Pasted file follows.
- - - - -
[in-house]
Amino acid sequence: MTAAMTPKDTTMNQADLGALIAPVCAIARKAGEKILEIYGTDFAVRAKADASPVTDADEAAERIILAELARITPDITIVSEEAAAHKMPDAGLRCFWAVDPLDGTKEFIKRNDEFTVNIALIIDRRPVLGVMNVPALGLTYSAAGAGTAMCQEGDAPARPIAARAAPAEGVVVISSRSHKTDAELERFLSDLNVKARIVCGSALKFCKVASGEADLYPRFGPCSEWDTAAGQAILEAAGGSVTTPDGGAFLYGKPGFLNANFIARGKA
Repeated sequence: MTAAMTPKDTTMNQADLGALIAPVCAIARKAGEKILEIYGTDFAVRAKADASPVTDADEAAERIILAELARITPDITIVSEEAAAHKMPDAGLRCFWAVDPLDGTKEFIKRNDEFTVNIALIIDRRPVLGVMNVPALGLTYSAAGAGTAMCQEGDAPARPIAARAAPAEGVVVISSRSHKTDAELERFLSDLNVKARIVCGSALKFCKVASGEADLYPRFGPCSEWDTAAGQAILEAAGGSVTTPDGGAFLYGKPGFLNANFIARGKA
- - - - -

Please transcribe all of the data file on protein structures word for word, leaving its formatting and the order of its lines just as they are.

[in-house]
Amino acid sequence: MTAAMTPKDTTMNQADLGALIAPVCAIARKAGEKILEIYGTDFAVRAKADASPVTDADEAAERIILAELARITPDITIVSEEAAAHKMPDAGLRCFWAVDPLDGTKEFIKRNDEFTVNIALIIDRRPVLGVMNVPALGLTYSAAGAGTAMCQEGDAPARPIAARAAPAEGVVVISSRSHKTDAELERFLSDLNVKARIVCGSALKFCKVASGEADLYPRFGPCSEWDTAAGQAILEAAGGSVTTPDGGAFLYGKPGFLNANFIARGKA
Repeated sequence: MTAAMTPKDTTMNQADLGALIAPVCAIARKAGEKILEIYGTDFAVRAKADASPVTDADEAAERIILAELARITPDITIVSEEAAAHKMPDAGLRCFWAVDPLDGTKEFIKRNDEFTVNIALIIDRRPVLGVMNVPALGLTYSAAGAGTAMCQEGDAPARPIAARAAPAEGVVVISSRSHKTDAELERFLSDLNVKARIVCGSALKFCKVASGEADLYPRFGPCSEWDTAAGQAILEAAGGSVTTPDGGAFLYGKPGFLNANFIARGKA